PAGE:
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Stringy avocadoes--what can we do?

  • b

Has anyone else noticed that avocadoes are not what they used to be? Growing up in the 80s, making guacamole was always my task. Avocadoes always seemed then to be either ripe or not-ripe. I don't remember the horrible stringiness I often find in avocadoes today. Today the avocado I opened was full of brown-colored strings, particularly unpleasant. (I'm on a special diet which avocadoes are a big part of, so I'm particularly frustrated by this situation.)

I know I should just complain to my supermarket, but does anyone have any large-picture perspective on this issue? Do you know what causes the strings or how we can tell the growers that this is not okay? I'd rather pay more for good avocadoes.

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  1. What variety are you buying? The "Hass" avocado - the smaller, darker, more wrinkled one - doesn't seem to have the fibers you mention, or at least the ones that I get don't have them. I have noticed stringy fibers in the smoother, light-green skin variety, which I think is called "Florida". I generally don't buy avocadoes if that's the only variety offered.

    1. I associate stringy avocados with being over ripe. I don't know the names of avocados, but I buy the dark bumpy skin avocados. I get "strings" when I keep them too long.

      4 Replies
      1. re: Alan408

        I definitely only buy the Hass variety--the small, dark, bumpy ones. I feel like I've cut into several that were just ripe enough, yet stringy. But perhaps they were overripe and I am remembering incorrectly. I'll try firmer ones in the future.

        1. re: Alan408

          I agree with Alan408. I only buy the Hass (the Florida ones make me shudder). Too bad these are the only varieties widely available. Anyway, if the Hass gets overripe, it gets stringy. Nothing to do but throw it away and get some new avos.

          I also blame the big grocery stores that charge $1.99 per. They are letting a lot of avos go bad that way because people are reluctant to pay so much. Where I live there are tons of places you can get them cheaper.

          1. re: Alan408

            I found the answer!! Apparently stringy avocados come from young plants. Plain & simple. There's nothing wrong with the plants, they just simply haven't matured yet. This is why we're seeing it in most places; organic or not. The rise in demand has caused the need for more plants. Pretty much as soon as these new young plants start producing, they are harvested refused less of the plants maturity. We may have to wait a few years, or selectively research Californian farms with more established trees, but at least there's finally an answer!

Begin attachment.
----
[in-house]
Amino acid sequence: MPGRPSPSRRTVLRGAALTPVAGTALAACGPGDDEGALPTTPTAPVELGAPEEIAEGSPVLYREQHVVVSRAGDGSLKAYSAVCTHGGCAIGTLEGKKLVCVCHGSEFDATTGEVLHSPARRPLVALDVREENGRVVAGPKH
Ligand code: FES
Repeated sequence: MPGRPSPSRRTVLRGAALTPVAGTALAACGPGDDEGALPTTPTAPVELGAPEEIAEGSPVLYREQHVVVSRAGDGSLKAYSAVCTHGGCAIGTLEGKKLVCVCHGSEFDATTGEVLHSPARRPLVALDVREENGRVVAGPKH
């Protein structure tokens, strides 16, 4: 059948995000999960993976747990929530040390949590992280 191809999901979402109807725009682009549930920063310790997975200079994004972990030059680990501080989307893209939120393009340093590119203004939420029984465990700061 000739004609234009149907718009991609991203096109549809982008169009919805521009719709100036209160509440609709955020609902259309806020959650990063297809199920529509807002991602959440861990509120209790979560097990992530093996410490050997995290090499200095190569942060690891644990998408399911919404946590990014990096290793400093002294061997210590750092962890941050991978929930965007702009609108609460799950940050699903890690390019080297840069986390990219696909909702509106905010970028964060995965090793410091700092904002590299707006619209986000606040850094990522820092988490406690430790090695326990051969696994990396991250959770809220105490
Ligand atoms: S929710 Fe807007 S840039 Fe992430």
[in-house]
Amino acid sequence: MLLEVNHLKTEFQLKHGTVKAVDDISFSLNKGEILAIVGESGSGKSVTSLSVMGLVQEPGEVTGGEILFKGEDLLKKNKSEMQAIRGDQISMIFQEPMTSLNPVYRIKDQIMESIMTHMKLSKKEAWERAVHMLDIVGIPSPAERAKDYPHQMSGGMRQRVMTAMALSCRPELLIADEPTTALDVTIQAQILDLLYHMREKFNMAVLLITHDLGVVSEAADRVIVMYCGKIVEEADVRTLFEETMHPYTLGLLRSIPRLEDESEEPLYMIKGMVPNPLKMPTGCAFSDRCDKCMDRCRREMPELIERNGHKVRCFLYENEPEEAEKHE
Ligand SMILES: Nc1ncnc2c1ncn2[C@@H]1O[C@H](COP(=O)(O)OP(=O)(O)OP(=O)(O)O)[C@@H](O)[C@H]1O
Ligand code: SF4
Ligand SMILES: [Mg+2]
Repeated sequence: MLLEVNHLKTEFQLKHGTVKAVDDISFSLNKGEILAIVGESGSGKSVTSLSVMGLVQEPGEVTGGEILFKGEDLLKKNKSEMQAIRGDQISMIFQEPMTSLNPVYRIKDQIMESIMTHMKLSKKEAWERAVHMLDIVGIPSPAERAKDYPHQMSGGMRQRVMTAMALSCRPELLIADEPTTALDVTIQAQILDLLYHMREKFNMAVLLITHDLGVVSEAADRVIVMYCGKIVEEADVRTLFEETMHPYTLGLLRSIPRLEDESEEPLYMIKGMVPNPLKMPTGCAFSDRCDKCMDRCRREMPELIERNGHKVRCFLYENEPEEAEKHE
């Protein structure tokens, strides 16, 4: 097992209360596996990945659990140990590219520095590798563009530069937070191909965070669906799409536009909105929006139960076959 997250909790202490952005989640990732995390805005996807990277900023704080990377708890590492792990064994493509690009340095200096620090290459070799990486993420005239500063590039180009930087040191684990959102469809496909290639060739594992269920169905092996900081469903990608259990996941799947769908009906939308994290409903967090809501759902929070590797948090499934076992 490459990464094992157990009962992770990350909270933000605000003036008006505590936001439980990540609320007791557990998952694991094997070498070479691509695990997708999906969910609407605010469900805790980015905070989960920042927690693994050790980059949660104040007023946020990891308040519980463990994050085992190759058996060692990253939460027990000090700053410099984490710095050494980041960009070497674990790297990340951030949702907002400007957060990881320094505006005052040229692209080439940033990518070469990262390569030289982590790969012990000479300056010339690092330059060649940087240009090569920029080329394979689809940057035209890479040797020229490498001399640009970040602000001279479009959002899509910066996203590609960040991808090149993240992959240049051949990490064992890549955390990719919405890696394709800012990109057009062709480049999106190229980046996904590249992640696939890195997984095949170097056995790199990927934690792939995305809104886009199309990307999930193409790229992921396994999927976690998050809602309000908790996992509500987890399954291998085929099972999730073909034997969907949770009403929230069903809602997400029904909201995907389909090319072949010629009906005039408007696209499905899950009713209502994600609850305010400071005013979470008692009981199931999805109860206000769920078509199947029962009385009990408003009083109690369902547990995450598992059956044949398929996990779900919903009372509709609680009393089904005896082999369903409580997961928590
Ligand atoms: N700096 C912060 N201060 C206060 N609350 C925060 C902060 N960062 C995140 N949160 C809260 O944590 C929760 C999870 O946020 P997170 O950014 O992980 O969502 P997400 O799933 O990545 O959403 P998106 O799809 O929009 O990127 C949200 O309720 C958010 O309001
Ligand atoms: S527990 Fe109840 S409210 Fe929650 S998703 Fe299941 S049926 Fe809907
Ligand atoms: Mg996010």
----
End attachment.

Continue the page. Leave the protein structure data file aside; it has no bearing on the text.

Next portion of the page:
1. re: NinoKristie

              I have found some strange hard crispy bits in my avocado (it was ripe, btw). Did that ever happened to any of you? Never happened to me before ....

          2. p
            Pâté chinois

            I have experienced the same problem lately. Just today, I opened an organic Hass avocado that was dark (almost black) but very firm, thinking "if it's dark, it's ripe". It was not that ripe, but it was very stringy. I agree with you that it is very disappointing, especially when said avocado has sat on your desk all morning (and you've been yearning to slice it open).

            As for what can be done, however, I have no idea. Any green grocer around???

            Link: http://www.patechinoisco.blogspot.com

            1. I buy alot of avacados and the main problem I encounter is rich versus watery- and this is all within the Hass group- those Florida ones are pretty in theory and tasteless on the inside. I have not encountered the strings except in ones that I believe were improperly stored. I buy them fairly firm and have a ceramic lidded container that I put them in for a few days to ripen. This has worked out really well. This time of year the flesh here is SoCal has been on the watery side. I do find that the smaller ones are more likley o give a good yield. Te larger ones also have a larger seed so the proportionate amount is usually actually less.